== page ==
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R.I.P., Documentary Great Albert Maysles

Albert Maysles (courtesy Maysles Films)

The legendary documentary filmmaker Albert Maysles passed away last night, reported The Criterion Collection on the day it is rereleasing one of his most indelible and influential works, Grey Gardens (co-directed with David Maysles, Ellen Hovde and Muffie Meyer). He was 88.

With David, his brother, Albert Maysles made “direct cinema” documentaries that were politically and socially impactful upon release and aesthetically groundbreaking for generations of filmmakers to follow. The 1969 documentary Salesman (co-directed with Charlotte Zerin) captured the everyday sorrows of ordinary people — in this case, door-to-door Bible salesman — toiling in the shadows of both the American Dream and the social movements of the 1960s. The oft-cited “end of the ’60s” were captured by the Maysles in their 1970 Rolling Stones documentary, Gimme Shelter. When it appeared on Filmmaker‘s 1996 list of “The 50 Most Important Independent Films,” we wrote, “An antidote to the muddy lovefest of Woodstock, the Maysles’ ‘direct cinema’ style of doc production reimagined the concert film as social commentary.” The two shut-in socialites of Grey Gardens, the Beale sisters, were another set of unforgettable subjects. The Maysles’ depiction of their lives, in which fame and squalor co-mingled, presciently foreshadowed the paradoxes of America’s growing celebrity culture.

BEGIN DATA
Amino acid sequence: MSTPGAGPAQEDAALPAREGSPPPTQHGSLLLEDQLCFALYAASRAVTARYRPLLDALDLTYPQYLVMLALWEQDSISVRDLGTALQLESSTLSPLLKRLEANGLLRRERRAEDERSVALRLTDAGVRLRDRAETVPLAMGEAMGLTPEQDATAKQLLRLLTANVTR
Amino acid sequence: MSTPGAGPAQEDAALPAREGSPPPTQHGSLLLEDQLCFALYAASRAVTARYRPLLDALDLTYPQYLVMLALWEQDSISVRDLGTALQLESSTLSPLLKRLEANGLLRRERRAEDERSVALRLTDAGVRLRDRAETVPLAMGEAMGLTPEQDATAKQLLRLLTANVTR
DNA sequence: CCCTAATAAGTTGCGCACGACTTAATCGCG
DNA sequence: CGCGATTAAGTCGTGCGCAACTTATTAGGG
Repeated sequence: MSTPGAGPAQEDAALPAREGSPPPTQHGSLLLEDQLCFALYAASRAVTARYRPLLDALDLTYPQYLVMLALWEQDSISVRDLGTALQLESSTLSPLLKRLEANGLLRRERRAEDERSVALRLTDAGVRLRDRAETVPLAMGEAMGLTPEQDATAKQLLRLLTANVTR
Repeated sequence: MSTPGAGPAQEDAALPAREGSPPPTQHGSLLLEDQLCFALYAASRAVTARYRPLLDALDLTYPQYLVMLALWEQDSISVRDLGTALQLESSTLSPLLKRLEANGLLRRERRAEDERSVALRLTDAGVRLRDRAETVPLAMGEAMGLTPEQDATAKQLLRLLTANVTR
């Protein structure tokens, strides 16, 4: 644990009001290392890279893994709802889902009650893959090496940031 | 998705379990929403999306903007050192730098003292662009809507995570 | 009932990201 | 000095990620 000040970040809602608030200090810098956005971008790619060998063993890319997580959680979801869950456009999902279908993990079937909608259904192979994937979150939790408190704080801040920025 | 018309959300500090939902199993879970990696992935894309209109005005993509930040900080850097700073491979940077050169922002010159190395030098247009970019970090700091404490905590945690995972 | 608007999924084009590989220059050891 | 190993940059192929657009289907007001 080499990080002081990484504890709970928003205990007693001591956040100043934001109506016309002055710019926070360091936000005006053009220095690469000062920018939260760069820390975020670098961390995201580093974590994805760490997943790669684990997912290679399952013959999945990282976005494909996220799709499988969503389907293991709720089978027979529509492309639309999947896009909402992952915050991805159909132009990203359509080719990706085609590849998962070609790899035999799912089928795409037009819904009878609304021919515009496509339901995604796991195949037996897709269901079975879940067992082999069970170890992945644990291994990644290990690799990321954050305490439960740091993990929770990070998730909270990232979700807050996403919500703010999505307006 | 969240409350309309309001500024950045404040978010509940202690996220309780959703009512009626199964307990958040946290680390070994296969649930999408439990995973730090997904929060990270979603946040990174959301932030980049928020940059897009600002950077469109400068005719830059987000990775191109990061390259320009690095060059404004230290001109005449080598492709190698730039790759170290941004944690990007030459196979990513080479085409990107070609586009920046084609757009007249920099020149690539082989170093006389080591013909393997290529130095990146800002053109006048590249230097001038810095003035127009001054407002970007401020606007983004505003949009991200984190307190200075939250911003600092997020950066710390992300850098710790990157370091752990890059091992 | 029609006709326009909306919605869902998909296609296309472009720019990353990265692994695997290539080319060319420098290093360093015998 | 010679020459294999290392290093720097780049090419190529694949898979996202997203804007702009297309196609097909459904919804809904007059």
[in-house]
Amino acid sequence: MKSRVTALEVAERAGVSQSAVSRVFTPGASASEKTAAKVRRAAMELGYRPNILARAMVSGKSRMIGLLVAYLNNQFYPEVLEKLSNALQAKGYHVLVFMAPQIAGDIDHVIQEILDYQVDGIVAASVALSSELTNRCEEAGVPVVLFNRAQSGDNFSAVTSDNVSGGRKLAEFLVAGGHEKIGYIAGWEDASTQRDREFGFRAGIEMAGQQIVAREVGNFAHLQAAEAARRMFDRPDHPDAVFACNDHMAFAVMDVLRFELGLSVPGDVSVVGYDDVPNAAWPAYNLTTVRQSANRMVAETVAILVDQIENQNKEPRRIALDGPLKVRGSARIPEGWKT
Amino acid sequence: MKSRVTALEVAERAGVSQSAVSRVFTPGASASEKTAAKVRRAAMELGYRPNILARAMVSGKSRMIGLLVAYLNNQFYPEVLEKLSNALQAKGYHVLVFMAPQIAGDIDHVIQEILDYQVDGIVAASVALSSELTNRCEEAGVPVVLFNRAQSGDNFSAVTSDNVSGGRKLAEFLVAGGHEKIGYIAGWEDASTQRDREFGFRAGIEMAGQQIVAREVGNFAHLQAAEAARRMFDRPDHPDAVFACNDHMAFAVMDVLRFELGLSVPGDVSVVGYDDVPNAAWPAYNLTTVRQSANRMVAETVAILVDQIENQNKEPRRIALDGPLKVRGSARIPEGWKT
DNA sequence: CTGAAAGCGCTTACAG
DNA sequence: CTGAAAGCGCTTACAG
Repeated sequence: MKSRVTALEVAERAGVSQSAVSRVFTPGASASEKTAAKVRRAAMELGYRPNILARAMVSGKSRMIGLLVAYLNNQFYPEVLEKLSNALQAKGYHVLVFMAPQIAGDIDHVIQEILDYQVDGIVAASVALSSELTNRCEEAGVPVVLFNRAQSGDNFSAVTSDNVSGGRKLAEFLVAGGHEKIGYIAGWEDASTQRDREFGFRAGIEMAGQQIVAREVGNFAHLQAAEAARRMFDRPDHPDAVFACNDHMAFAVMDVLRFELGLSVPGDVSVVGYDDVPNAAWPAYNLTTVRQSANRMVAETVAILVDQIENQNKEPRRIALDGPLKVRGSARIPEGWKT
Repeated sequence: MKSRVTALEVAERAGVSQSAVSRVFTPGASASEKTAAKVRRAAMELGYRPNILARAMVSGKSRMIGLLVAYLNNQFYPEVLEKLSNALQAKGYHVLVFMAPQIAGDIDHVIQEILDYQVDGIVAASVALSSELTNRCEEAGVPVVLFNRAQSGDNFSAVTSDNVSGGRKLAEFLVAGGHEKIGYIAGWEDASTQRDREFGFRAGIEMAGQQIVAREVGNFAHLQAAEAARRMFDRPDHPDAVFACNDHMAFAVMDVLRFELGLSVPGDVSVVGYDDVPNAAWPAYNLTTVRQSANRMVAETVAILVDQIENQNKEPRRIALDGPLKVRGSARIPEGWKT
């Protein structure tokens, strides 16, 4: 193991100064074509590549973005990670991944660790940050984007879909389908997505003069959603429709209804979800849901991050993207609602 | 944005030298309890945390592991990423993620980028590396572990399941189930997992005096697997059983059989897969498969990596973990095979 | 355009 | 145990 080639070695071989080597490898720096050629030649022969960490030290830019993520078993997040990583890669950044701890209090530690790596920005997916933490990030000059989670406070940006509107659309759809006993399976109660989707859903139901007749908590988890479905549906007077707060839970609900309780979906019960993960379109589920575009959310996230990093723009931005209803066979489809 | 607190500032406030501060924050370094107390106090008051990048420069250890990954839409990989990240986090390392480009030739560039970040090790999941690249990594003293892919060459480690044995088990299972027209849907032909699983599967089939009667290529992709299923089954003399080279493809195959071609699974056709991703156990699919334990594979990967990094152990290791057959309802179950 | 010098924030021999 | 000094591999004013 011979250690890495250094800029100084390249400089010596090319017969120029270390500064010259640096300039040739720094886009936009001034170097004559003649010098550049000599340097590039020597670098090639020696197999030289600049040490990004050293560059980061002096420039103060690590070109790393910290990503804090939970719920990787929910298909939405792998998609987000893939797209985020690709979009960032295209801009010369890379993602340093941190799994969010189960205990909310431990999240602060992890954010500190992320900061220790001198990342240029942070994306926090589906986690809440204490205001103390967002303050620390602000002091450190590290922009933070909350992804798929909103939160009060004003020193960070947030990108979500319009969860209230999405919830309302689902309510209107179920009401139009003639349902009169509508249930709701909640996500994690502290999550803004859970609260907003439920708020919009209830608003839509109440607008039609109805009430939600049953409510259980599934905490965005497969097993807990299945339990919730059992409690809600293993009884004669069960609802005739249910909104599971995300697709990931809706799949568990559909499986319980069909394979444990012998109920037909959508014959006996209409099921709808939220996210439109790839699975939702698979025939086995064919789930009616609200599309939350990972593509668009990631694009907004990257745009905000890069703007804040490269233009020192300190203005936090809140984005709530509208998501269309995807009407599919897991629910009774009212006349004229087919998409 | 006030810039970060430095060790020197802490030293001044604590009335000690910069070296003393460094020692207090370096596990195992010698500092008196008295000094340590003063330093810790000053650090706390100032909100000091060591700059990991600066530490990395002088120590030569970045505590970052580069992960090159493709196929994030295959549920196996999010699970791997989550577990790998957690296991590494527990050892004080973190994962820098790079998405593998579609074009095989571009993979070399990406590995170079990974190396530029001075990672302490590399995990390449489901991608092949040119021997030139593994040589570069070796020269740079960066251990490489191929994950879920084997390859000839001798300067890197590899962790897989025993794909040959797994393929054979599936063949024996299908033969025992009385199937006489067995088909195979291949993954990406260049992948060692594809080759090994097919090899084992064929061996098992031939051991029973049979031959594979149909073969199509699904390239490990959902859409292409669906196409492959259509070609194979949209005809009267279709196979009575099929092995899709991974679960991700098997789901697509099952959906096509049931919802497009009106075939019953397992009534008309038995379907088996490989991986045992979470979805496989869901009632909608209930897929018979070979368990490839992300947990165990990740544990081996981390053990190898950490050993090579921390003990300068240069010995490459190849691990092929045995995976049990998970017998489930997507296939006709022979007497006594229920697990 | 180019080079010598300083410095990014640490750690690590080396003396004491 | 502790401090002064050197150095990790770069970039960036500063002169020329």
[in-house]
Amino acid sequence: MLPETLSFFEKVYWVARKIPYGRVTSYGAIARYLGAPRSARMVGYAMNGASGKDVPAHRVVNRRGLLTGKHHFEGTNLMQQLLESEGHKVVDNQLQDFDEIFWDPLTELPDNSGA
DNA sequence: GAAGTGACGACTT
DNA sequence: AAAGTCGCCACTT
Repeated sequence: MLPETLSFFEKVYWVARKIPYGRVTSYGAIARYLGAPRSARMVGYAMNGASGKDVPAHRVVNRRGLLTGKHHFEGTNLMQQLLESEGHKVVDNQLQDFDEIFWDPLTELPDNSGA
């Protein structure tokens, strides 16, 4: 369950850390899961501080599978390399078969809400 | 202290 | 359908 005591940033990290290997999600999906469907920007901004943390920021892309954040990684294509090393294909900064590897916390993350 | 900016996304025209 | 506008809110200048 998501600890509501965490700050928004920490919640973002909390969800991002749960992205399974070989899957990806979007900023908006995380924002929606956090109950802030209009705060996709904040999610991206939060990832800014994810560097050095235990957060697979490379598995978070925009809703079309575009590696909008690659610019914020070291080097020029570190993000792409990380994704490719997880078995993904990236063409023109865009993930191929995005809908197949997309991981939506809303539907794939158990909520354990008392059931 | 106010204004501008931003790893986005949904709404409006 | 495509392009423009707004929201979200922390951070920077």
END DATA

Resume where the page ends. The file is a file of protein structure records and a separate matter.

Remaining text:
Central to Maysles filmmaking was that “direct cinema,” observational style, one that eschewed formal, back-and-forth interviews and was dependent on being “in the room” for both revelatory events and unexpectedly honest smaller moments. Their shooting captured life as it happened and then, during production, the Maysles would find within their footage moments speaking to larger political and social themes.

Maysles continued working up until the end, with two final films set for release: Iris, about interior designer Iris Apfel, and, upcoming at Tribeca, In Transit (directed with Nelson Walker, Lynn True, David Usui and Ben Wu), about the long-distance route of an Amtrak train. In addition to his work directing, Maysles was a generous supporter of young filmmakers and the documentary form in general, having formed Harlem’s Maysles Documentary Center in 2005.

Below, Al Maysles and Apfel speak at the New York Film Festival. We’ll have more on Maysles and his incredible career in the next issue of Filmmaker.

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